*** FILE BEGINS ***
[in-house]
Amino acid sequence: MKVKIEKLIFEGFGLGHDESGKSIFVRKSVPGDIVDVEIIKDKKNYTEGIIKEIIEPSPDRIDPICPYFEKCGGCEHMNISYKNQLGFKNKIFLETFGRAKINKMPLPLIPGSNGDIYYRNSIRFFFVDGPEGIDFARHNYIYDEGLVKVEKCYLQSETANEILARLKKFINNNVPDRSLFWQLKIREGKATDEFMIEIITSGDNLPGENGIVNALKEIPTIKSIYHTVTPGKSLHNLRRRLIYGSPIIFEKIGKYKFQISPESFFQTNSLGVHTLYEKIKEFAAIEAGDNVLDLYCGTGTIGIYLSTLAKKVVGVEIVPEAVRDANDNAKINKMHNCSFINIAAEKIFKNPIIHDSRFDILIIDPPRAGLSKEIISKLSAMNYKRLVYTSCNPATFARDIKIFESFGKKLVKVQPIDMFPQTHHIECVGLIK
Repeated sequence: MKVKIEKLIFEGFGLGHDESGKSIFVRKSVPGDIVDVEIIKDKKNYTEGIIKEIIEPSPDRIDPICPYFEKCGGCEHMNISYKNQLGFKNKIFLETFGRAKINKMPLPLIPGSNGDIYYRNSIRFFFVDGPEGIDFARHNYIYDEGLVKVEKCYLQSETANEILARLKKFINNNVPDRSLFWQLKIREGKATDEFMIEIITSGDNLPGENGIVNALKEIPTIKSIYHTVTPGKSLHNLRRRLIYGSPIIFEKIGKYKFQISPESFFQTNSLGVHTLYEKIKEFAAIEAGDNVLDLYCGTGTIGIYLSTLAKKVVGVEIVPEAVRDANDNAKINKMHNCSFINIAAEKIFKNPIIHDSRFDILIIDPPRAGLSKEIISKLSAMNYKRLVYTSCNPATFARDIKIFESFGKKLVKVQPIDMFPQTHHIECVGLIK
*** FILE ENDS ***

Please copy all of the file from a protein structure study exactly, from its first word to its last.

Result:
[in-house]
Amino acid sequence: MKVKIEKLIFEGFGLGHDESGKSIFVRKSVPGDIVDVEIIKDKKNYTEGIIKEIIEPSPDRIDPICPYFEKCGGCEHMNISYKNQLGFKNKIFLETFGRAKINKMPLPLIPGSNGDIYYRNSIRFFFVDGPEGIDFARHNYIYDEGLVKVEKCYLQSETANEILARLKKFINNNVPDRSLFWQLKIREGKATDEFMIEIITSGDNLPGENGIVNALKEIPTIKSIYHTVTPGKSLHNLRRRLIYGSPIIFEKIGKYKFQISPESFFQTNSLGVHTLYEKIKEFAAIEAGDNVLDLYCGTGTIGIYLSTLAKKVVGVEIVPEAVRDANDNAKINKMHNCSFINIAAEKIFKNPIIHDSRFDILIIDPPRAGLSKEIISKLSAMNYKRLVYTSCNPATFARDIKIFESFGKKLVKVQPIDMFPQTHHIECVGLIK
Repeated sequence: MKVKIEKLIFEGFGLGHDESGKSIFVRKSVPGDIVDVEIIKDKKNYTEGIIKEIIEPSPDRIDPICPYFEKCGGCEHMNISYKNQLGFKNKIFLETFGRAKINKMPLPLIPGSNGDIYYRNSIRFFFVDGPEGIDFARHNYIYDEGLVKVEKCYLQSETANEILARLKKFINNNVPDRSLFWQLKIREGKATDEFMIEIITSGDNLPGENGIVNALKEIPTIKSIYHTVTPGKSLHNLRRRLIYGSPIIFEKIGKYKFQISPESFFQTNSLGVHTLYEKIKEFAAIEAGDNVLDLYCGTGTIGIYLSTLAKKVVGVEIVPEAVRDANDNAKINKMHNCSFINIAAEKIFKNPIIHDSRFDILIIDPPRAGLSKEIISKLSAMNYKRLVYTSCNPATFARDIKIFESFGKKLVKVQPIDMFPQTHHIECVGLIK